By Aaron Blevins, 11/01/2012
Upcoming event to raise money for ovarian cancer research
When Kelli Sargent’s mother, Nanci, was diagnosed with ovarian cancer in 2000, it became evident that the family needed to raise awareness about the disease. When Nanci died in 2008, it became imperative that the family spread that awareness across the country and abroad.
That is the push behind Run For Her, a 5k run/walk that began in 2005 as part of a partnership between organizers and Cedars-Sinai Medical Center. The 2012 installment will be held from 9 a.m. to noon on Sunday, Nov. 11.
“Important would put it lightly. It’s something that has been a passion of mine ever since the beginning,” Sargent, a Calabasas resident, said. “When my mom was diagnosed … the first thing that came to my mind and my mom’s was, how do we get awareness out about this disease and raise money.”
Being diagnosed with ovarian cancer is half the battle, she said. Sargent said its symptoms are vague and resemble symptoms from other diseases.
“A woman cannot go to her doctor and say, ‘Test me for ovarian cancer’,” Sargent said.
When Nanci was diagnosed, she had already fought lymphoma, so the possibility of another cancer did not cross the family’s mind. Her symptoms were non-life threatening, such as bloating and constipation. Sargent said her doctors initially did not know what the origin of her problems were.
However, when diagnosed early, the chances for survival are “really, really strong,” she said. Less than 20 percent of ovarian cancer cases, though, are caught in the early stages, Sargent said. Her mother was diagnosed in 2000 with stage three ovarian cancer.
“We need a test, and we need a cure,” Sargent added. “At the same time, awareness is what’s saving lives. That’s our biggest defense right now.”
And that’s where Run For Her comes in. The run/walk started after Sargent approached officials at Cedars-Sinai, where her mother had received “tremendous” care from gynecological oncologist Dr. Beth Karlan.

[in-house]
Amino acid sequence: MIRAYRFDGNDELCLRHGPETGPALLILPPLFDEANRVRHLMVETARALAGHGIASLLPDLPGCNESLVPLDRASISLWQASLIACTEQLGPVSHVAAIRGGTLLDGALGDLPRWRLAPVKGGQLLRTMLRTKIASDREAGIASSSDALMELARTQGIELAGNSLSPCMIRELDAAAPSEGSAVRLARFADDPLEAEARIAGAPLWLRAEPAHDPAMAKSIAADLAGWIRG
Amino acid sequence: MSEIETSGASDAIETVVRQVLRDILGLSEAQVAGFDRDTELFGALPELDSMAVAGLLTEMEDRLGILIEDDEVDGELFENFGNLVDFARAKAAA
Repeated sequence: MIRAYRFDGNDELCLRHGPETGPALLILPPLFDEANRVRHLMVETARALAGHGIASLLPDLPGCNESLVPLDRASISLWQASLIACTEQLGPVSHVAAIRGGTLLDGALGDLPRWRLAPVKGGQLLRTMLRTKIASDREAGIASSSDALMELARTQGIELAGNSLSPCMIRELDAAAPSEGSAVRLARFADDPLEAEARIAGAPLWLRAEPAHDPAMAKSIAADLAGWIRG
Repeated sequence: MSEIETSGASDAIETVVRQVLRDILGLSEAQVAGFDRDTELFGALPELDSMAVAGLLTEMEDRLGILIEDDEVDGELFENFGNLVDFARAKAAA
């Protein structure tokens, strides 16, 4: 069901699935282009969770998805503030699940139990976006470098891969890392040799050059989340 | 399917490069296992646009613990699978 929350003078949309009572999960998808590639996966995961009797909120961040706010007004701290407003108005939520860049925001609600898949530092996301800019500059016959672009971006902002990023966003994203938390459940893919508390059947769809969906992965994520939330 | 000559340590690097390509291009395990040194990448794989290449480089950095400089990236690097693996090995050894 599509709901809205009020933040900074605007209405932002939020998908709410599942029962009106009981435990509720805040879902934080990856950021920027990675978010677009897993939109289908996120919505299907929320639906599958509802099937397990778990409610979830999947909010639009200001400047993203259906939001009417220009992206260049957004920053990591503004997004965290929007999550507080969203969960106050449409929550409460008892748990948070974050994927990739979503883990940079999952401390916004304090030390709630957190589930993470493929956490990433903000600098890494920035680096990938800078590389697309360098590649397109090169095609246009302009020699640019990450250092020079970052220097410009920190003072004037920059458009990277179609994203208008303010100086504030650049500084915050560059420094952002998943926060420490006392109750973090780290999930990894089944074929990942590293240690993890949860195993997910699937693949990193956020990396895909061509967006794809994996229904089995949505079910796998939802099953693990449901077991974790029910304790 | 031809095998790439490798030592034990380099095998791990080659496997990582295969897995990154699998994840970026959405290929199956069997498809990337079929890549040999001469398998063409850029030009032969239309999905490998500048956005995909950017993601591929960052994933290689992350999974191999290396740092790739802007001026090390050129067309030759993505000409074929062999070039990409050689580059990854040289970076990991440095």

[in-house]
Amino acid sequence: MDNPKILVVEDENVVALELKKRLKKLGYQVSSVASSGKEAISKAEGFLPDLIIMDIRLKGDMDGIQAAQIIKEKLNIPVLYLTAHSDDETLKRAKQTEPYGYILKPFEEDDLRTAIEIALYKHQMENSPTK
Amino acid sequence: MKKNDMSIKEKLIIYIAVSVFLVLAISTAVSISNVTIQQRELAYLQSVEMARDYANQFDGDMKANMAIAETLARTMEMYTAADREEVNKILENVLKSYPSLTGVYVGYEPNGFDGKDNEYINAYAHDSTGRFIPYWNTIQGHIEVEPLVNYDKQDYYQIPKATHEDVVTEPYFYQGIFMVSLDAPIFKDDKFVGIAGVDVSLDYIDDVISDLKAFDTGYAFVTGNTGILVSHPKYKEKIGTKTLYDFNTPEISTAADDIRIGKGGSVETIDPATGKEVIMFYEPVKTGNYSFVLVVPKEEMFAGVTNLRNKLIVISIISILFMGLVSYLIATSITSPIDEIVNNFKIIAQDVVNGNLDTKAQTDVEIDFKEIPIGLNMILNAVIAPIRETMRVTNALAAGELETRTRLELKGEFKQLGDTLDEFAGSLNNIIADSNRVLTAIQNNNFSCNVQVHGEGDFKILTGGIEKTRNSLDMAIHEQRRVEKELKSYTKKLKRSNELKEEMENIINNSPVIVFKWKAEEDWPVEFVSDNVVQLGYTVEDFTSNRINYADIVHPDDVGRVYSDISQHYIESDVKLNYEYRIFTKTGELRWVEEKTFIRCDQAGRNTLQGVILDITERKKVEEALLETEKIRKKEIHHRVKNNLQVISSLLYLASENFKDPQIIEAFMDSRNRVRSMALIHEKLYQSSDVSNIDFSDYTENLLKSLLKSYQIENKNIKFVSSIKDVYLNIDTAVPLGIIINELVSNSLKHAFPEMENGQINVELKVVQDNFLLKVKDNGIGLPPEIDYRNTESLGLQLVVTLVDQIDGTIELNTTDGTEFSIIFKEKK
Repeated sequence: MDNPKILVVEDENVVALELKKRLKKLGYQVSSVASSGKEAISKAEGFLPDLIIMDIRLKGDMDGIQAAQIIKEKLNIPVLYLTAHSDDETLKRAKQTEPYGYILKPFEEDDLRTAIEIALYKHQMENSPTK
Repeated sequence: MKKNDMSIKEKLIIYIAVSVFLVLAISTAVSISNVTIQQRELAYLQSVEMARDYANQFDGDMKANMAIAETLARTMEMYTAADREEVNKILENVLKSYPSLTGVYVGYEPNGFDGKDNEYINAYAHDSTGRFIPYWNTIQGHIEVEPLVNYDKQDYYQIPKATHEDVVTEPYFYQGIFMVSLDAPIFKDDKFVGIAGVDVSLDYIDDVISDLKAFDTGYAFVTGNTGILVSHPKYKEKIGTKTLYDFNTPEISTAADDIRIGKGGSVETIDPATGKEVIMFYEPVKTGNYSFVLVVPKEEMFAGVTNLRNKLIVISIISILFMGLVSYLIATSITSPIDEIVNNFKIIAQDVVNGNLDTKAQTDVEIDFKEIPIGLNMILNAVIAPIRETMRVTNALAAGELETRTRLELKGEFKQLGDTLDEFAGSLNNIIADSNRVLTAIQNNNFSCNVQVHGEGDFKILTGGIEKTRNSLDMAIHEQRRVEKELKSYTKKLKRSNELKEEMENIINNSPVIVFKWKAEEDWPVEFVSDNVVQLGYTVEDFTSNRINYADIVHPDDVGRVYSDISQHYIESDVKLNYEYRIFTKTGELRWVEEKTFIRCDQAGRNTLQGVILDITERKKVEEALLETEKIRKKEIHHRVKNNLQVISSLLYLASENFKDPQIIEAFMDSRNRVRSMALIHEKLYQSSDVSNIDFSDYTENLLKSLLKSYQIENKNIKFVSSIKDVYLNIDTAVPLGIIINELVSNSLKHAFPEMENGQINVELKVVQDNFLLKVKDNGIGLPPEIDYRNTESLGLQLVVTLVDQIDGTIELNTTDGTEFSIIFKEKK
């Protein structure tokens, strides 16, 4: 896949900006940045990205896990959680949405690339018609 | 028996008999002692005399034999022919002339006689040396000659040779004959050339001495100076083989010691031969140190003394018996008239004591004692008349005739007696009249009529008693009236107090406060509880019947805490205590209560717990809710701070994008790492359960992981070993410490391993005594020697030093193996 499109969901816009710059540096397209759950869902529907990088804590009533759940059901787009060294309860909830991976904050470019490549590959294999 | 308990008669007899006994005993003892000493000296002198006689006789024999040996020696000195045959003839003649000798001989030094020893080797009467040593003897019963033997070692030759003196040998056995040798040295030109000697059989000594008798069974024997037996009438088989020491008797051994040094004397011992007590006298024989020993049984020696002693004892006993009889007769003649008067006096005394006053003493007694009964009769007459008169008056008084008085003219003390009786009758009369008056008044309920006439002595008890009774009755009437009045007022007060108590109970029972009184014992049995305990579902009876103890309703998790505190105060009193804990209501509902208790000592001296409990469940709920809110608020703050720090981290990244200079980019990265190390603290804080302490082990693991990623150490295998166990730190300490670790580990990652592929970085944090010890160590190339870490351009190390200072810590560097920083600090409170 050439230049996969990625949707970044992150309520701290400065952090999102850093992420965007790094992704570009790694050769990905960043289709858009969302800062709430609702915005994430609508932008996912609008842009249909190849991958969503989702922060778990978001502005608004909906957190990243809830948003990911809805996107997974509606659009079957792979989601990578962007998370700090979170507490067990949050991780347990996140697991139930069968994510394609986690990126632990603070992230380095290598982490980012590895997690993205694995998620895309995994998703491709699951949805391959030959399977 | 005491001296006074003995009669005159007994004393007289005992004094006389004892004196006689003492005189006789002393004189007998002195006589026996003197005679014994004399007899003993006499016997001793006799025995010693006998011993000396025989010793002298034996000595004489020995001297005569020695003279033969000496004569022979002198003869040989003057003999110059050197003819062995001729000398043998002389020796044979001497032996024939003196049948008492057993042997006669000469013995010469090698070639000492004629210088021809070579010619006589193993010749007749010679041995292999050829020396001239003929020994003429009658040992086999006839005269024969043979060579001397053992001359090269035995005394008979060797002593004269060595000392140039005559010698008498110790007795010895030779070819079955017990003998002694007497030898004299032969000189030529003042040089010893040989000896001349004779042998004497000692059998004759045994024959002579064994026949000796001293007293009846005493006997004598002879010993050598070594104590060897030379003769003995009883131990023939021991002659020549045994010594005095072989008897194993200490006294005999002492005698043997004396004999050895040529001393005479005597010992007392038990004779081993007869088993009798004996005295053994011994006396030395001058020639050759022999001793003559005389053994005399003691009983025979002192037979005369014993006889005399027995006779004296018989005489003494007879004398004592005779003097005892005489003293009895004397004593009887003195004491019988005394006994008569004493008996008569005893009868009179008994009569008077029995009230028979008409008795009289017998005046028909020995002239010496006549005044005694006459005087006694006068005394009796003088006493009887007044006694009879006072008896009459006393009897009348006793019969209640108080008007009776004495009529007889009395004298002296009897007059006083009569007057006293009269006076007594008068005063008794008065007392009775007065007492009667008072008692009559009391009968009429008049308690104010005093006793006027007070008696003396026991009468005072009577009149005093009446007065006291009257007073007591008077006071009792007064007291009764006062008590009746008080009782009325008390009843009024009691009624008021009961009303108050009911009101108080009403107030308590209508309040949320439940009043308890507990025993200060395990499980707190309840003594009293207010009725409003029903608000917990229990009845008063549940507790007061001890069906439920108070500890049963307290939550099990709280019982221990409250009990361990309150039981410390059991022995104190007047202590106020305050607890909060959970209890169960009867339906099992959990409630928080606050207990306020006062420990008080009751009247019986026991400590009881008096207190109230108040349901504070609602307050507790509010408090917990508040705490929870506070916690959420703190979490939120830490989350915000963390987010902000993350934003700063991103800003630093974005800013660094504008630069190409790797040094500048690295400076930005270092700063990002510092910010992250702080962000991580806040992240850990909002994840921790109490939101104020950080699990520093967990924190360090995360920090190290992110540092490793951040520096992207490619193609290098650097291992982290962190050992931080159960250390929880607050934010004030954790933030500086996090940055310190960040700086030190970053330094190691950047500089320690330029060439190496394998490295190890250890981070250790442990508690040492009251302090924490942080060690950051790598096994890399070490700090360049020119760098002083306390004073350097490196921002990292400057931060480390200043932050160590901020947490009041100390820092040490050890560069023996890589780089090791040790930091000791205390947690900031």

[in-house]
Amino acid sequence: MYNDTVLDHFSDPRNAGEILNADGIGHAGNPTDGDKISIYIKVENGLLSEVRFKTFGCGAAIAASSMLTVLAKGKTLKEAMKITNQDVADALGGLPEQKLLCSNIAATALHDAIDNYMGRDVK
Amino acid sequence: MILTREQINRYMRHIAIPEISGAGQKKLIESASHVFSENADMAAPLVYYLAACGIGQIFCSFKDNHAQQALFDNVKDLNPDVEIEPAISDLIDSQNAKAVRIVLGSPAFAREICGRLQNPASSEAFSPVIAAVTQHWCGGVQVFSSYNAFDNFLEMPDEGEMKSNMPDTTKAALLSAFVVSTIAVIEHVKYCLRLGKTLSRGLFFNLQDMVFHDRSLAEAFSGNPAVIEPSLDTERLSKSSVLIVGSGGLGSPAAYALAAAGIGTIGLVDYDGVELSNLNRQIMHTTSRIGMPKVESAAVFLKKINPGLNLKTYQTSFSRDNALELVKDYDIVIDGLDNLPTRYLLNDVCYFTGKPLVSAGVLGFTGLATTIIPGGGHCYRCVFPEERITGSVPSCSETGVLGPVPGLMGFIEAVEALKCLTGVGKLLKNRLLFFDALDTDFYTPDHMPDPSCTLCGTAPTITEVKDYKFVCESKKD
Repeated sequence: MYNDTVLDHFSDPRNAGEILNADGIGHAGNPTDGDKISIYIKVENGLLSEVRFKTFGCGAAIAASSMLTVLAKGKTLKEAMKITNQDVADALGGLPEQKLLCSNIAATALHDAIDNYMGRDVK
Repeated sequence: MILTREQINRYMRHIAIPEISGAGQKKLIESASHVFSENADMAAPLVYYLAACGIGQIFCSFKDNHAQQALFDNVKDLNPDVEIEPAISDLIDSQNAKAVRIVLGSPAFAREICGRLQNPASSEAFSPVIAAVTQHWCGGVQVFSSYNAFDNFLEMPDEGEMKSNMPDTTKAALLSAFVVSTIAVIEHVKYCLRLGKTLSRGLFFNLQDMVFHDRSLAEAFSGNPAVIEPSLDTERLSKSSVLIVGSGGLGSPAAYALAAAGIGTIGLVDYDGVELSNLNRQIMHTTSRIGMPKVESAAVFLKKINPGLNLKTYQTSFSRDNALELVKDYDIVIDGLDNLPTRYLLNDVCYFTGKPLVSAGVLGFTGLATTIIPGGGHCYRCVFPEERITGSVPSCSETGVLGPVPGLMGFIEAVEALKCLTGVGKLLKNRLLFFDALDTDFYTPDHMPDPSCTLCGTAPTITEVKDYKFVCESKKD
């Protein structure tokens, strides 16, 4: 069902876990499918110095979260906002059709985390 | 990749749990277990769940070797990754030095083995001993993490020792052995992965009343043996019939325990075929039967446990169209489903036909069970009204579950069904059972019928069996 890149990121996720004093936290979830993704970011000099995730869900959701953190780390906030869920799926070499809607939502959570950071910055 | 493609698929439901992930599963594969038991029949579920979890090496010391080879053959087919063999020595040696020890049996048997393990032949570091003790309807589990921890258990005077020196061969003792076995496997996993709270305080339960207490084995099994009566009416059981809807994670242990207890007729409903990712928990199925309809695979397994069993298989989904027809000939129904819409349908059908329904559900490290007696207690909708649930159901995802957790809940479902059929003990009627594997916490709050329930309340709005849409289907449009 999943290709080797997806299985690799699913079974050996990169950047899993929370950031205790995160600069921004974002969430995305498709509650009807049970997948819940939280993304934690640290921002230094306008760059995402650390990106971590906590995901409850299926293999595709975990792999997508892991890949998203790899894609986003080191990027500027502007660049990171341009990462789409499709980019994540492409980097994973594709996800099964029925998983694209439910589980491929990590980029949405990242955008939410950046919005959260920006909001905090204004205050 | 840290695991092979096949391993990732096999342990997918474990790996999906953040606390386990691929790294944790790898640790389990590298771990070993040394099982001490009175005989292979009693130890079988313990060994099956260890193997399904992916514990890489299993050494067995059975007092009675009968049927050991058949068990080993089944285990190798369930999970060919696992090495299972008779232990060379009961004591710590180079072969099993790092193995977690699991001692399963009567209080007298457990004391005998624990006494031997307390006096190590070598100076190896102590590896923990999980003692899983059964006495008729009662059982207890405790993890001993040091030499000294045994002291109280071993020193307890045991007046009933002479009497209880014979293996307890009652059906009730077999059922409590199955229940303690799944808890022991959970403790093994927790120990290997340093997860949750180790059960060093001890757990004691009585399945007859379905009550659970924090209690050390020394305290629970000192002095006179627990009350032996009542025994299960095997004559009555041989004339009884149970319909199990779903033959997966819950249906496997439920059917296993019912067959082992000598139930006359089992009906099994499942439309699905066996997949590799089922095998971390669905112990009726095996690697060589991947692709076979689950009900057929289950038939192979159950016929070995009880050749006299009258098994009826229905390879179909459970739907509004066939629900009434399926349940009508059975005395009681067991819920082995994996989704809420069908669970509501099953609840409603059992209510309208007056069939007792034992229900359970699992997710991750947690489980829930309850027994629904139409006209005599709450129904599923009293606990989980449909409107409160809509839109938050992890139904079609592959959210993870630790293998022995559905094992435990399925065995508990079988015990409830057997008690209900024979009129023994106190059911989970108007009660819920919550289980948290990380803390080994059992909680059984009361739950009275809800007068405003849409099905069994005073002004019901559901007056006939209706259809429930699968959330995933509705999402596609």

“I just thought it was a no-brainer in where I wanted the money to go,” she said.
Though organizers of the event were simply striving to do something supportive for ovarian cancer patients, Run For Her became Cedars-Sinai’s signature community event, Sargent said. Nanci participated for the first three years, crossing the finish line in all three.
“She was kind of like our spokesperson the first few years,” Sargent added.
She said that after her mother died, organizers tried to retain what Nanci contributed to the event: a personal feel with attention to minor details. But then, the event grew. Approximately 700 people attended the first Run For Her, compared to 5,000 in 2011.
“It really became bigger than what we started at the kitchen table together,” Sargent said. “We just had this moment where … this is real.”
The event expanded out of Cedars-Sinai’s parking lot and into Pan Pacific Park. Last year’s Run For Her raised $750,000, which goes directly to the hospital’s Women’s Cancer Program, where Nanci was treated.
Some of the funding is used for research to find a cure and test. It also purchases lab equipment at the medical center. Sargent said federal grants sometime subsidize such research, but it can be restrictive. She said the nonprofit money gives researchers at Cedars-Sinai the freedom to do what they feel is needed.
“The Women’s Cancer Program is unique in the sense that, not only do they treat patients, but they also do the research in the labs,” Sargent added.
She said the effort to organize the run/walk is worth it, as it may inevitably help other families from managing such an ordeal. It also helps honor her mother, a Santa Monica resident who had three children.
“She’s someone who embraced life to its fullest and was the epitome of a best friend,” Sargent said. “She smiled all the time, and she was always making sure everybody else was feeling good and comfortable. [She was] one of the strongest people I ever met.”
For information or to participate, call (323)866-6410, or visit www.runforher.com.